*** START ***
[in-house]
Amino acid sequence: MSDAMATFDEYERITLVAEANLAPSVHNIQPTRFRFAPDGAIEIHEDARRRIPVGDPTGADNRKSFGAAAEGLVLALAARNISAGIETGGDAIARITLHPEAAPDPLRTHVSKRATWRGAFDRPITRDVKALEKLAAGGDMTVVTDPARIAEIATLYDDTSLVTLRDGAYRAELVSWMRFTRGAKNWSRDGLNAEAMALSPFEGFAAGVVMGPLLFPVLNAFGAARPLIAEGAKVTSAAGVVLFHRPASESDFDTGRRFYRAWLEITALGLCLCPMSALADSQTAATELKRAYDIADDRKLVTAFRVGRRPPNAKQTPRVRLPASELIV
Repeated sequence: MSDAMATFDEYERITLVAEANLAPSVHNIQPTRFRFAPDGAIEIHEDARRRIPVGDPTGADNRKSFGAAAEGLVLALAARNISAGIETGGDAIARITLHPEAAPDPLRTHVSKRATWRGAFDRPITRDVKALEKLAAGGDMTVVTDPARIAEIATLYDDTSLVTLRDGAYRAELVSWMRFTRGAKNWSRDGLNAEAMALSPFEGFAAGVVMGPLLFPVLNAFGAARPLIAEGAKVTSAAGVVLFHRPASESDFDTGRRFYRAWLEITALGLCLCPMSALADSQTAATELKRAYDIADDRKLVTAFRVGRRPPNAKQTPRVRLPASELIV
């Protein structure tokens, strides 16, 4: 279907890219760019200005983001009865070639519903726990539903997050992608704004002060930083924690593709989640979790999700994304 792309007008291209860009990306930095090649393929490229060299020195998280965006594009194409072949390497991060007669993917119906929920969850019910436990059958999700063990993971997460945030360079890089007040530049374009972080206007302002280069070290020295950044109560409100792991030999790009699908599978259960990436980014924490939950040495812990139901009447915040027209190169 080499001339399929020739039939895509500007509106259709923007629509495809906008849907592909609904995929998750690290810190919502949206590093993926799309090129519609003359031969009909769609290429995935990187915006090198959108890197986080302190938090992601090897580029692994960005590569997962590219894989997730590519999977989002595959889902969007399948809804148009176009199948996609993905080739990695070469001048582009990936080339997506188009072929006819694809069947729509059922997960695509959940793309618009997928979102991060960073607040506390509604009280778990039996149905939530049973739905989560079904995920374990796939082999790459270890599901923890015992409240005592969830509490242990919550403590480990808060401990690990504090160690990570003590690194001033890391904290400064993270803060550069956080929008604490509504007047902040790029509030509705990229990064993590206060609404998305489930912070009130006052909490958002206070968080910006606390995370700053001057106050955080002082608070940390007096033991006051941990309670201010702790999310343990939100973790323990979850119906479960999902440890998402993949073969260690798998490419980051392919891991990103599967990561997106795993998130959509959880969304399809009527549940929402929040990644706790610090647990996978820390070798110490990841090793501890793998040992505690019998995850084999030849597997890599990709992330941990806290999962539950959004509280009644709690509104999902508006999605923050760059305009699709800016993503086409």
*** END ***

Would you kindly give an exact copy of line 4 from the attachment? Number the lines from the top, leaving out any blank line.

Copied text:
């Protein structure tokens, strides 16, 4: 279907890219760019200005983001009865070639519903726990539903997050992608704004002060930083924690593709989640979790999700994304 792309007008291209860009990306930095090649393929490229060299020195998280965006594009194409072949390497991060007669993917119906929920969850019910436990059958999700063990993971997460945030360079890089007040530049374009972080206007302002280069070290020295950044109560409100792991030999790009699908599978259960990436980014924490939950040495812990139901009447915040027209190169 080499001339399929020739039939895509500007509106259709923007629509495809906008849907592909609904995929998750690290810190919502949206590093993926799309090129519609003359031969009909769609290429995935990187915006090198959108890197986080302190938090992601090897580029692994960005590569997962590219894989997730590519999977989002595959889902969007399948809804148009176009199948996609993905080739990695070469001048582009990936080339997506188009072929006819694809069947729509059922997960695509959940793309618009997928979102991060960073607040506390509604009280778990039996149905939530049973739905989560079904995920374990796939082999790459270890599901923890015992409240005592969830509490242990919550403590480990808060401990690990504090160690990570003590690194001033890391904290400064993270803060550069956080929008604490509504007047902040790029509030509705990229990064993590206060609404998305489930912070009130006052909490958002206070968080910006606390995370700053001057106050955080002082608070940390007096033991006051941990309670201010702790999310343990939100973790323990979850119906479960999902440890998402993949073969260690798998490419980051392919891991990103599967990561997106795993998130959509959880969304399809009527549940929402929040990644706790610090647990996978820390070798110490990841090793501890793998040992505690019998995850084999030849597997890599990709992330941990806290999962539950959004509280009644709690509104999902508006999605923050760059305009699709800016993503086409």